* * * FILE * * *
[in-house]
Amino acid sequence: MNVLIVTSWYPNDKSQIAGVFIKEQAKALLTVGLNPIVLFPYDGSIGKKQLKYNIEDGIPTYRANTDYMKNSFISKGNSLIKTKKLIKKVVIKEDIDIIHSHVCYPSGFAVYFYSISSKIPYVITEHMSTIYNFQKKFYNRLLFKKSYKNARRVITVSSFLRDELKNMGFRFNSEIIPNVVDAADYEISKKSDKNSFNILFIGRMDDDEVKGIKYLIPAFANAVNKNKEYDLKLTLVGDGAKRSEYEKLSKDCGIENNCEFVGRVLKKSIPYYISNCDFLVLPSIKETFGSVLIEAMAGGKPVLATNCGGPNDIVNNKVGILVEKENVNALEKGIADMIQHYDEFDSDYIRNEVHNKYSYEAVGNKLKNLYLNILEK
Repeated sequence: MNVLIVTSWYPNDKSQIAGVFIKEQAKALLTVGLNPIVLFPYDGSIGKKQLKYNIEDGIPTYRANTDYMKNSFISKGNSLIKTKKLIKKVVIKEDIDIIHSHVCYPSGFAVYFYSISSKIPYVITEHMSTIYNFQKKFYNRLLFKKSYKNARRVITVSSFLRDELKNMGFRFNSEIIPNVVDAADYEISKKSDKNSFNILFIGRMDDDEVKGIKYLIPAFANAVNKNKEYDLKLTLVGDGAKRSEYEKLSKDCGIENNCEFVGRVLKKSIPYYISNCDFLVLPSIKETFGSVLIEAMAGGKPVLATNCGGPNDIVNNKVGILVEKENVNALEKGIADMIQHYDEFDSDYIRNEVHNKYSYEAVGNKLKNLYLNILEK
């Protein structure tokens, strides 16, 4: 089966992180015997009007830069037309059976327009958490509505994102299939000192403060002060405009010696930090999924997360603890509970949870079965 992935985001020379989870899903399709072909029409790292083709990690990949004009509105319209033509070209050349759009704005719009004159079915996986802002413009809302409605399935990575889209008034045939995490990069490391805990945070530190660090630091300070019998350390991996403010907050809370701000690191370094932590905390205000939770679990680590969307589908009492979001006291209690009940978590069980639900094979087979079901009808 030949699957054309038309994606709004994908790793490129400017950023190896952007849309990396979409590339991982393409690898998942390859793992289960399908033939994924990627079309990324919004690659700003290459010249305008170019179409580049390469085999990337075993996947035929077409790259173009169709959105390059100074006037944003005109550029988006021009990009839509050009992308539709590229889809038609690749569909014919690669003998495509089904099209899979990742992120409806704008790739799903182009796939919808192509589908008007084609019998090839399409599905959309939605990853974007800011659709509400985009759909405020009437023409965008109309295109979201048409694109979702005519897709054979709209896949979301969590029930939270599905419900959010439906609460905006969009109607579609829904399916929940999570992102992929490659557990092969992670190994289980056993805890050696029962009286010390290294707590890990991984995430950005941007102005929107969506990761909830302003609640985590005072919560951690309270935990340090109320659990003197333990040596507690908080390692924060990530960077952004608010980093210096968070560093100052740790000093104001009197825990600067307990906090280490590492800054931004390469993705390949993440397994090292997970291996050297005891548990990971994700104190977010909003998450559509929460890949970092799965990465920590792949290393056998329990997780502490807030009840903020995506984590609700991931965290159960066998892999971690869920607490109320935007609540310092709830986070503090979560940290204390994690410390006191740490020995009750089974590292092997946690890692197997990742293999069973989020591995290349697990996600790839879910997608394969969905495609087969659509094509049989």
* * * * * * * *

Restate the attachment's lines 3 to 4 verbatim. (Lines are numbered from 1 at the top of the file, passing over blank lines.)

Repeated sequence: MNVLIVTSWYPNDKSQIAGVFIKEQAKALLTVGLNPIVLFPYDGSIGKKQLKYNIEDGIPTYRANTDYMKNSFISKGNSLIKTKKLIKKVVIKEDIDIIHSHVCYPSGFAVYFYSISSKIPYVITEHMSTIYNFQKKFYNRLLFKKSYKNARRVITVSSFLRDELKNMGFRFNSEIIPNVVDAADYEISKKSDKNSFNILFIGRMDDDEVKGIKYLIPAFANAVNKNKEYDLKLTLVGDGAKRSEYEKLSKDCGIENNCEFVGRVLKKSIPYYISNCDFLVLPSIKETFGSVLIEAMAGGKPVLATNCGGPNDIVNNKVGILVEKENVNALEKGIADMIQHYDEFDSDYIRNEVHNKYSYEAVGNKLKNLYLNILEK
């Protein structure tokens, strides 16, 4: 089966992180015997009007830069037309059976327009958490509505994102299939000192403060002060405009010696930090999924997360603890509970949870079965 992935985001020379989870899903399709072909029409790292083709990690990949004009509105319209033509070209050349759009704005719009004159079915996986802002413009809302409605399935990575889209008034045939995490990069490391805990945070530190660090630091300070019998350390991996403010907050809370701000690191370094932590905390205000939770679990680590969307589908009492979001006291209690009940978590069980639900094979087979079901009808 030949699957054309038309994606709004994908790793490129400017950023190896952007849309990396979409590339991982393409690898998942390859793992289960399908033939994924990627079309990324919004690659700003290459010249305008170019179409580049390469085999990337075993996947035929077409790259173009169709959105390059100074006037944003005109550029988006021009990009839509050009992308539709590229889809038609690749569909014919690669003998495509089904099209899979990742992120409806704008790739799903182009796939919808192509589908008007084609019998090839399409599905959309939605990853974007800011659709509400985009759909405020009437023409965008109309295109979201048409694109979702005519897709054979709209896949979301969590029930939270599905419900959010439906609460905006969009109607579609829904399916929940999570992102992929490659557990092969992670190994289980056993805890050696029962009286010390290294707590890990991984995430950005941007102005929107969506990761909830302003609640985590005072919560951690309270935990340090109320659990003197333990040596507690908080390692924060990530960077952004608010980093210096968070560093100052740790000093104001009197825990600067307990906090280490590492800054931004390469993705390949993440397994090292997970291996050297005891548990990971994700104190977010909003998450559509929460890949970092799965990465920590792949290393056998329990997780502490807030009840903020995506984590609700991931965290159960066998892999971690869920607490109320935007609540310092709830986070503090979560940290204390994690410390006191740490020995009750089974590292092997946690890692197997990742293999069973989020591995290349697990996600790839879910997608394969969905495609087969659509094509049989």